I use herbs — both Chinese and Western — in almost every case I treat. Just recently, I prescribed teasel (a common weed around here) root that I harvested on Anderson Butte for a ruptured disc in a dog. I love getting to know the medicinal plants in our area and being able to use them in my practice. It’s a great way to get better connected to our incredible and diverse natural surroundings!

One word: NUTRITION
Why in the world does any cat and dog food contain corn?

This is such a huge, important topic. Nutrition is probably the most important factor in animal and human disease in our society today. Just look at the ever-increasing rates of diabetes, heart disease and cancer in people — all of which have significant nutritional causative factors. The same is true in pets. Almost every chronic disease (those that have ongoing or endlessly recurring symptoms) that I see in my practice, has an underlying nutritional factor. I’ve seen cats that have had ongoing diarrhea for years have normal stools just days after switch them to a homemade diet. Dogs have had their epileptic seizures stop after switching to diets free of grains and soy.

Since dogs and cats are carnivores, they generally benefit from lowering or reducing the amount of grains in their diets. Think about it: Would you ever see a cougar in the wild eating a rice cake or a piece of cornbread? Herbivores such as horses, goats and llamas need access to good quality grass and hay. Health problems arise when animals eat diets that are not appropriate for their species. The closer you are to recreating the ancestral diet of an animal, the healthier it will be. And in general, the less processed and fresher, the better — just as with people.

And lastly, one of the scarier issues involving the foods we, and our companion animals eat, are GMOs — foods that are genetically modified. Almost all the soy and corn grown in the US in the last 15 years has been genetically modified. There have been numerous accounts of cattle and pigs raised on GMO feeds that had severe reproductive problems and increased levels of infectious diseases — which all resolved when the farmers switched to non-GMO feeds. Recent research on test rats that were fed GMO foods showed a increased rates of cancer and infertility. Right now, the only way to be assured that your and your pet’s food does not contain GMO’s is to buy organic. There are several brands of organic pet foods available, and others such as Orijen and Acana that are produced in Canada with GMO-free ingredients. It’s also possible to make pet foods from scratch using healthy, fresh whole foods. It’s important to pay close attention to the nutritional requirements of the animal you are feeding, but it’s not as difficult as it may seem. There are many good books on the subject, such as Dr. Becker’s Real Food for Healthy Dogs and Cats, or Dr. Billinghurst’s seminal Give a Dog a Bone.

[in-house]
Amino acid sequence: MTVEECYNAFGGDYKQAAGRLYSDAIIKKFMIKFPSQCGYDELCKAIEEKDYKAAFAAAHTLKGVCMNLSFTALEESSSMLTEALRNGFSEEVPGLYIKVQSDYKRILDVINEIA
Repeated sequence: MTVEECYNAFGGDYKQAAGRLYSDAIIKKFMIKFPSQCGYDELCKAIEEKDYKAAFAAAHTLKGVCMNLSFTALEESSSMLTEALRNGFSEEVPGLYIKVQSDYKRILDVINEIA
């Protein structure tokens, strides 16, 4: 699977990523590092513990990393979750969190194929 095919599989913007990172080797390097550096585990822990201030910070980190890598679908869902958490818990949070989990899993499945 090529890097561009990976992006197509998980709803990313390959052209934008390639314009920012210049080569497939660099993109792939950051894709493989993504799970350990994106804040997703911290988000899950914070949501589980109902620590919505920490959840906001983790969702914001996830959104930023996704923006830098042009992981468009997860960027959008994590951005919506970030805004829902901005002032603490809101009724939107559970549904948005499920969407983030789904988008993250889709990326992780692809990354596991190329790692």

Finally, in getting introduced to the Rouge Valley, how do you hope potential clients will find out about you and your practice?

I’m planning on giving talks on holistic health care and whole foods nutrition for animals in the near future. Also, I am offering free 15 minute consultations for clients to get a chance to meet me and find out how I would approach their pet’s health care. Call the clinic for an appointment.

Learn More:
Name Animalkind Holistic Veterinary Clinic
Address 310 E california St, Jacksonville
Email drj@animalkindvet.com
Phone 541 702-2288
Website www.animalkindvet.com

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Hi, I am Shields. I am the creator or LocalsGuide. The mission or my company is to provide a positive media platform for my community which in turn makes it stronger and more resilient. I hope you will enjoy and feel inspired to start your own LocalsGuide in your town or community.
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Shields Bialasik

Hi, I am Shields. I am the creator or LocalsGuide. The mission or my company is to provide a positive media platform for my community which in turn makes it stronger and more resilient. I hope you will enjoy and feel inspired to start your own LocalsGuide in your town or community.